Welcome to the EU Member State Where Satire is Banned by Facebook

Lauren Simmonds

Updated on:

Popular Croatian satire pages Pretjerivač and Di su pare? seem to have been removed from Facebook…

Maybe it’s the English stiff upper lip (alright, emotional disability) in me but I deeply believe in laughing instead of crying, I hope you’ll agree. Living in Croatia, there are very many opportunities to cry, so many in fact that the population of this little country could easily cause a potentially catastrophic flood if crying was done as some sort of collective activity or sport.

While some weep and wail and complain about how terrible and unjust the world is, many of us who are somewhat immune and dare I say, desensitised to the every day farces that take place on the dark, comedic stage that is daily life in Croatia, tend to seek out black humour related to the latest embarrassing event that has occurred in the country.

There are, or should I now say, WERE, some excellent examples of the finest, clever and witty Croatian humour, mainly in the form of online satirists and meme makers, who took to the internet and won over the crowds of dissatisfied and depressed citizens in their droves, attracting enormous followings with their up to date memes, jokes and satire. Two of the most popular, which unfortunately seem to have literally been banned by Facebook, were ”Pretjerivač” and ”Di su pare?”

Everything from sport to politics to news and foreign affairs was covered, and no public personality was safe, regardless of his or her profession. From sports figures such as Zdravko Mamić, Luka Modrić and Davor Šuker to political figures like Zoran Milanović, Tihomir Orešković and Andrej Plenković to unsavoury characters with a bit of spare cash like Ivica Todorić and Tomislav Horvatinčić, very witty memes were carefully created to highlight their weaknesses, foolishness and their frequent ”face palm” moments.

Pretjerivač, which translates as someone who overreacts or ”overdoes” something, had a following that most would envy and they seemed to work around the clock keeping their memes fresh and taking the p*ss out of the latest farce on the Croatian national stage, they had no regard for sensitivity, and those of us with a deeper understanding of the murky political undercurrents of Croatian society were keen followers of the page. Di su pare? Which is a very casual way of asking ”Where is the money?” also had a huge following for the same reason.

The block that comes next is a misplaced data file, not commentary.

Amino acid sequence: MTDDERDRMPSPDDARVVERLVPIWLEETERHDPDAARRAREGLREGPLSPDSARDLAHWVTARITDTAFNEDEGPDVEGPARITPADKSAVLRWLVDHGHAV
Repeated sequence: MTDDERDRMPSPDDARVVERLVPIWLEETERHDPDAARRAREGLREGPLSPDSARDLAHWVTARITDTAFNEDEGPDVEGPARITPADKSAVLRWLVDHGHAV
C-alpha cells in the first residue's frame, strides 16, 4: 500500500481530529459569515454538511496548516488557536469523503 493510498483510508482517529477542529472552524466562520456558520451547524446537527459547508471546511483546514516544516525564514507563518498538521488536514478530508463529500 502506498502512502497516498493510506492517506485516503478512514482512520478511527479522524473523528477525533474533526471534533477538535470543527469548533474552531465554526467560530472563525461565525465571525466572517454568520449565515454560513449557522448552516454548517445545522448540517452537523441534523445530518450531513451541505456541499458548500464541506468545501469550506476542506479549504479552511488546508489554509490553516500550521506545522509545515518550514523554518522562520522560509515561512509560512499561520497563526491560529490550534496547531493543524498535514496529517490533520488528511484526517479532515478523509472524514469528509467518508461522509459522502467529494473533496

Real life in Croatia shocks some people, who stuggle to believe that the new shining tourism star of the European Union, the latest of 28 members, the country with a coastline to die for and a landscape that is enough to inspire the minds of artists worldwide, can actually often be a very depressing, frustrating and cold place to actually live. The picturesque former Yugoslav state is renowned for its red tape, its impossible, tear-inducing bureaucracy and its healthy population of uhljebs who, much like bacteria, thrive under these perfect conditions.

Indeed, the tumultous past of this country and the wider region are contributors to the difficulties of general life and often pathetic, laughable methods of governing even on the highest of levels. But when it comes to being a proud, modern and esteemed member of the European Union, a body of nations who are all on the same political and social wavelength, Croatia seems to be lagging. Especially when, in an EU member state, online humour is banned.

It would be all too easy to bang your head against a wall and cry out in despair at the sheer state of a country which breeds some of the most incredible sporting stars, entrepreneurs, medics, scientists and inventors, yet makes it near-on impossible for them to make anything of themselves, so they head straight for Germany, the UK and Ireland. It would be easy to fall into a deep depression and never emerge when told that you can’t open a company under the name you’d like to because the name has too much of a connection with the church. It would be even easier to drink yourself into unconsciousness when you’re told you’re being taken to court for not paying a small fee as a several-time murderer walks free into the sunset after taking the lives of innocent people.

What is harder to do, is to laugh at the incomprehensible absurdity of it all, and that is why Croatia’s Facebook satire pages earn the level of respect from the general public they do. No throwing their toys out of their prams, no sensitivity, and no social justice warriors. Inner peace is a wonderful thing and when there is nothing but depressing news violating your eyes and ears on a daily basis, comedians and satirists are the ones we turn to.

When we’re allegedly living in the 21st century, in a European Union member state with full access to so-called ”media freedom” (that’s another topic), free speech and freedom of access to the internet, and satire aimed mainly at the farce that is Croatia’s political and sporting corruption is removed from social media, one has to ask where we’ve really arrived to.

For now, those of us who prefer laughter to crippling depression can only mourn the loss of the genius Pretjerivač and Di su pare?, with the hope that Facebook will allow them to return and showcase the absurdities of life in Croatia once again.


Subscribe to our newsletter

the fields marked with * are required
Email: *
First name:
Last name:
Gender: Male Female
Please don't insert text in the box below!

Leave a Comment